The profitability of pipelines is already in doubt due to the strategic nonviolence of the movement and the changing energy market. Even with Trump and Biden mouthing support for the industry, they will not be able to overcome the realities of the market failure, the climate crisis and that people want funds spent on public health, remaking the economy and transitioning to a clean energy economy.

The nationwide uprising against racism and the movement against pipelines already have close connections due to environmental racism and alliances with Indigenous struggles. We need to make these cross-issue relationships stronger.

The economic collapse is an opportunity to remake the economy with the Green New Deal as the centerpiece of massive job creation, investment in education and the development of new industries. There is a growing labor uprising with PayDay Report tracking more than 900 wildcat strikes since March 1. Workers need to understand that confronting climate change will create 30 million good-paying union jobs and the Green New Deal is key to rebuilding the economy.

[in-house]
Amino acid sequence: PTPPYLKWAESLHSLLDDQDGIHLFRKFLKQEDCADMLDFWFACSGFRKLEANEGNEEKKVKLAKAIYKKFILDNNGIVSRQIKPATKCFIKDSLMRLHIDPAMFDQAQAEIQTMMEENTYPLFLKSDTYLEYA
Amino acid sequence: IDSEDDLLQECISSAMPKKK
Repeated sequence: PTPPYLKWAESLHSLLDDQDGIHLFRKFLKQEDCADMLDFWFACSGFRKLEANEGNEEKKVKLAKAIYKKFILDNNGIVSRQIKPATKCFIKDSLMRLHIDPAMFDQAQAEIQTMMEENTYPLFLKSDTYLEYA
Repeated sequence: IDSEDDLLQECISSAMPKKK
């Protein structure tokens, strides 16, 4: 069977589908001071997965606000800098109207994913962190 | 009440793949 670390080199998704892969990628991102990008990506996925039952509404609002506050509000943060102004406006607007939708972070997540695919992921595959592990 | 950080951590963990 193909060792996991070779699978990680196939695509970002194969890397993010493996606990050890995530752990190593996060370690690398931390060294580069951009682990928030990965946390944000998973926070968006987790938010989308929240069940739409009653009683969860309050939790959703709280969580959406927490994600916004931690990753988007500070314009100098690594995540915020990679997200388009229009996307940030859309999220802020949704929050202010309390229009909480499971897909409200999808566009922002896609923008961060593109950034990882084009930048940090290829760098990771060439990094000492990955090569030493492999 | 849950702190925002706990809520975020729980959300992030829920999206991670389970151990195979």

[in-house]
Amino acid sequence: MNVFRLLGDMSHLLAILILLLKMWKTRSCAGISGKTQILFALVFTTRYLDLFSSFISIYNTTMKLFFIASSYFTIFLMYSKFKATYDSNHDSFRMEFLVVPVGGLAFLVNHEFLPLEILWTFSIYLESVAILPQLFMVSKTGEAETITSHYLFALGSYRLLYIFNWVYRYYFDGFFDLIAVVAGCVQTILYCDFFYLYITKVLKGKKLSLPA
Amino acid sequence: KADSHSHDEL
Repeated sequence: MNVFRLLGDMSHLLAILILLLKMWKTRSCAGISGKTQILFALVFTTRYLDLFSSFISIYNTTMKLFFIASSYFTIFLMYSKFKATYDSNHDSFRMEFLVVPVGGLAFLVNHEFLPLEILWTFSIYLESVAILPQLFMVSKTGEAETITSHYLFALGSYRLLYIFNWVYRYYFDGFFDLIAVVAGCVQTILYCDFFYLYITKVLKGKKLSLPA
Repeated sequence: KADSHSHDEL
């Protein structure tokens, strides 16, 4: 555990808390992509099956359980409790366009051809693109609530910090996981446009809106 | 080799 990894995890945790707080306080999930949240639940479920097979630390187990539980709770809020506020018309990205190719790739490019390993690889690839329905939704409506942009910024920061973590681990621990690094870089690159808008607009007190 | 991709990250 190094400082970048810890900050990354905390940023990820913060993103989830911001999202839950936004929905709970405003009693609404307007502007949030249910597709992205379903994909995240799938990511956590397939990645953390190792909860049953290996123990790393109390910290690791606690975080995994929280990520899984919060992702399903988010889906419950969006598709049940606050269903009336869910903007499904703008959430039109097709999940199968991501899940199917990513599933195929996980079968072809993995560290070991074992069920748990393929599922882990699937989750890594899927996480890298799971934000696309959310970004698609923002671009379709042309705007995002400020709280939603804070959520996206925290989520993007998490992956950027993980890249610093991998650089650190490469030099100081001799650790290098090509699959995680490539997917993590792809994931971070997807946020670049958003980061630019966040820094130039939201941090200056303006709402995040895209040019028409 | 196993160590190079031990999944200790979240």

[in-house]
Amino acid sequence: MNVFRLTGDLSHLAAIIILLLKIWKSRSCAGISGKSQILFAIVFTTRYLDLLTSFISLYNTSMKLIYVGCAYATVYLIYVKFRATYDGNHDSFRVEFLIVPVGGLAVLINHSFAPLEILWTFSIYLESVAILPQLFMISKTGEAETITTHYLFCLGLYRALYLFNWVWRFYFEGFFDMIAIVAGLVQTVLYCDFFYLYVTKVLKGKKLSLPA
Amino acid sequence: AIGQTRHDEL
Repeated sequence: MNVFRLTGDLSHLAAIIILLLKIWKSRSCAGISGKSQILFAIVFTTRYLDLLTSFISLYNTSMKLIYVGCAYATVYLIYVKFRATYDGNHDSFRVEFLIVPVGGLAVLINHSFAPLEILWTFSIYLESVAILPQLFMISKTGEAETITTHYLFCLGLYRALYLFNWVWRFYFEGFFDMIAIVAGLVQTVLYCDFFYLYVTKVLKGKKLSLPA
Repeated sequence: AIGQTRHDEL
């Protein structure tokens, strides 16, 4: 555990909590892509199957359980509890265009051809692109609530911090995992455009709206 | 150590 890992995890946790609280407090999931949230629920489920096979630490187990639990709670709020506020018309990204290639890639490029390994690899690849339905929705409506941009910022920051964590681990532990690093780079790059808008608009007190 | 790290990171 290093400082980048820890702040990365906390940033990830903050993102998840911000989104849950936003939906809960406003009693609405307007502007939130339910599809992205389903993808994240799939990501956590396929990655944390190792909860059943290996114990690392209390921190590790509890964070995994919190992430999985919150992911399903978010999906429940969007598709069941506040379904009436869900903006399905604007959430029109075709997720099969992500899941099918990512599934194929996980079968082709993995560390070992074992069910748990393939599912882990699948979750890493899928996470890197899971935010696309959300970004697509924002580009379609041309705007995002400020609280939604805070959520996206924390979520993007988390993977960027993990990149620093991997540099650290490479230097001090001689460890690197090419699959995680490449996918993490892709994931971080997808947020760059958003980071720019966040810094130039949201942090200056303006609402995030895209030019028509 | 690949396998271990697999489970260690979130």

The climate movement against fossil fuels has already shown the ability to create this broad movement. Native Americans, climate scientists, farmers and ranchers, big environmental groups, veterans and activists all came together for the first time in some of these struggles. Future efforts can link climate justice, anti-racism, and workers’ rights work, as well as the anti-war movement because the US military is the biggest polluter and fossil fuel user on the planet, to create an unstoppable movement no matter who is the next president.

Planet of the Humans Backlash

The backlash may be more revealing than the film itself, but both inform us where we are at in the fight against climate change and ecological collapse. The environmental establishment’s frenzied attacks against Planet of the Humans< /a> says a lot about its commitment to big money and technological solutions.